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Re: [PATCH] Marking weak alist vectors

From: Ludovic Courtès
Subject: Re: [PATCH] Marking weak alist vectors
Date: Wed, 14 Dec 2005 10:30:14 +0100
User-agent: Gnus/5.110004 (No Gnus v0.4) Emacs/21.4 (gnu/linux)

Hi Marius,

Marius Vollmer <address@hidden> writes:

> Yes, SMOBs could profit from a guarantee about the order of
> finalization, but I don't think that guarantee can be implemented
> cheaply enough.  (Or can it?)
> So, my current point of view is that smobs have to suffer in order to
> make live easier for the GC.

IMO, it's not just a fancy improvement for SMOBs but a requirement.
That is, if we cannot provide this guarantee, then we have to either
completely remove SMOBs (hmm, not sure this is a good idea ;-)) or
disallow their use in weak vectors.  Again, for the SMOB programmer
viewpoint, the order of "finalization" is something that should be taken

>> SMOBs shouldn't ever have the impression that a value attached to a weak
>> key is freed _before_ that weak key.
> This would not only apply to weak keys etc, but to all kinds of
> references, right?  I.e., all SCM values belonging to a smob would be
> guaranteed to be valid when the free function for that smob is called.
> Thus, we are not only talking about your patch for weak hash tables,
> but about big changes to the GC in general, right?

Well, maybe you're extrapolating too much.  ;-)

Of course, this issue is very similar to the one I raised initially.
However, a SMOB that embeds SCM values knows that it is responsible for
marking them.  Therefore, when a SMOB is freed (because it hasn't been
marked), it knows that the SCM values under its control may have
remained unmarked as well and may have been GC'd.

So I think the semantics here are different: you cannot reasonably
expect SCM values embedded within a SMOB to be freed after the SMOB.

> Heh, that is not an example, that is a test case. :-)

Yeah, but it's pretty close to an example.  ;-)

>> For a more general example where this is an issue:
>> (see at the bottom).
> (I only read the article you linked to directly, not the thread.)
> So you have a C API that requires a certain order for freeing objects
> and that order needs to be honored by the smobs that wrap the objects,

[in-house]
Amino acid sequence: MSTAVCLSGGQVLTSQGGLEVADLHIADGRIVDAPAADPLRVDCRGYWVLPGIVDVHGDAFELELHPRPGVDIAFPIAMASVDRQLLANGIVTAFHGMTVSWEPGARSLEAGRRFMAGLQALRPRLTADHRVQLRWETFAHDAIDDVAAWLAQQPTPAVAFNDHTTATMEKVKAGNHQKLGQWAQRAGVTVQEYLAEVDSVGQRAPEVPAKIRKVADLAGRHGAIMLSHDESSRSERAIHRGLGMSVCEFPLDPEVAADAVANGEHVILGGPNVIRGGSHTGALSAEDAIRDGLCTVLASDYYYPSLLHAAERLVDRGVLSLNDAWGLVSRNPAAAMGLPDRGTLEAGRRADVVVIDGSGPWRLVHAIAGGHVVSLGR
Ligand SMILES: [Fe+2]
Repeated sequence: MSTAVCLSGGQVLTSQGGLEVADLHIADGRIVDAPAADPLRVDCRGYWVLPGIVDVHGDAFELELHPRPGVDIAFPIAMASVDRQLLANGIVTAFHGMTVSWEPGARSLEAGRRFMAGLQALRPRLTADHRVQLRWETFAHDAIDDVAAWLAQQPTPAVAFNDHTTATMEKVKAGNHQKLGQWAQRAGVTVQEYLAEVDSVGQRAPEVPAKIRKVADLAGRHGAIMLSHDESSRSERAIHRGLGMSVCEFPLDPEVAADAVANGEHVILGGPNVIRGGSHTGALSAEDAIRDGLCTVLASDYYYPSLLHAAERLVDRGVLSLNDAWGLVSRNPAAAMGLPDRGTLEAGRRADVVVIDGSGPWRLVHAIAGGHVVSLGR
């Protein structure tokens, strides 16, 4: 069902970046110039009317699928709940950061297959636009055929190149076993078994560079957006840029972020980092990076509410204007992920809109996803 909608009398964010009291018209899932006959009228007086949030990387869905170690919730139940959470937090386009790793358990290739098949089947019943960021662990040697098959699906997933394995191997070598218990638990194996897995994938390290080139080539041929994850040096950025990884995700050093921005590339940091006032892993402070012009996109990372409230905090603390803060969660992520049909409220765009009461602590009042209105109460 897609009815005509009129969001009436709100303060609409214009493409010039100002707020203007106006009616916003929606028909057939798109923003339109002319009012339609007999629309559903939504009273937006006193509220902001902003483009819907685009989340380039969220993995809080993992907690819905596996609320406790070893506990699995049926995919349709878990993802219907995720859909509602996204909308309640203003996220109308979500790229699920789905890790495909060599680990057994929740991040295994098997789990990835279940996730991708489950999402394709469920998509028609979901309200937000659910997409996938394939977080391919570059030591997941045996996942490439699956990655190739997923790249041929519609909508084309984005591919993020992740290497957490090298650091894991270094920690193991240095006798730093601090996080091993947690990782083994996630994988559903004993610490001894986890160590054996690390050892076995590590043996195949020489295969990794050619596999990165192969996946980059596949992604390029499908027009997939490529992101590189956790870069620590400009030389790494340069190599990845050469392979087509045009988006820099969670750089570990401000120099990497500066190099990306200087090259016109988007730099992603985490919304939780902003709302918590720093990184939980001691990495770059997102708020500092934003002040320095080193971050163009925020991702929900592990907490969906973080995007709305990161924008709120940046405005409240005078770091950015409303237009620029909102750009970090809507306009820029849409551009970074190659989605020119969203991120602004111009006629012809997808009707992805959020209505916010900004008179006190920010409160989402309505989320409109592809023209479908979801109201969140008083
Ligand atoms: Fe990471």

> right?


> My immediate reaction is to suggest to fix this by layering something
> on top of the C API, such as the reference counting that you mention
> in your article.  (Refcounting is acceptable since cycles must be
> prevented anyway.)

Sure, reference counting is the usual way to solve that problem (for
instance, that's how glib, gnet, etc. solve this).  But I was convinced
that using object properties would achieve the same goal much more

> But note that the thing we are talking about now is very different
> from what you started out with: now we are not talking about in which
> run of the GC a value belonging to a weak key is collected (i.e., the
> key in run n, the value in run n+1), but in what order objects are
> finalized within a single run of the GC (if I am not confused now).

As stated earlier, I think your attempt to generalize the problem is
unfruitful.  ;-)  I.e., IMO, the general issue of the order of
finalization within a single run of the GC isn't an actual issue.
We can really tackle the first problem (i.e., "in which run a value
belonging to the GC is collected") without having to worry about the
order of finalization in general.

Furthermore, I think the patch shows that the first issue can be fixed
without introducing a significant performance cost.  The second version
of the patch introduces _some_ overhead in `scm_i_remove_weaks ()',
because it needs to iterate on MARK_QUEUE, but that doesn't seem to be
too much of a burden.

In [0], this issue is not even mentioned.  In fact, I believe it is
quite specific to Guile since other Scheme implementations maybe don't
have such a large C API.  Further research suggests that this is also an
issue in languages such as SmallTalk where finalization is visible to
the application [1,2].  The Java specs (almost) clearly state that a
weak reference is only finalized after the object it refers to has
become "weakly reachable" (well, in the end it says nothing about the
finalization of the object itself...) [3].



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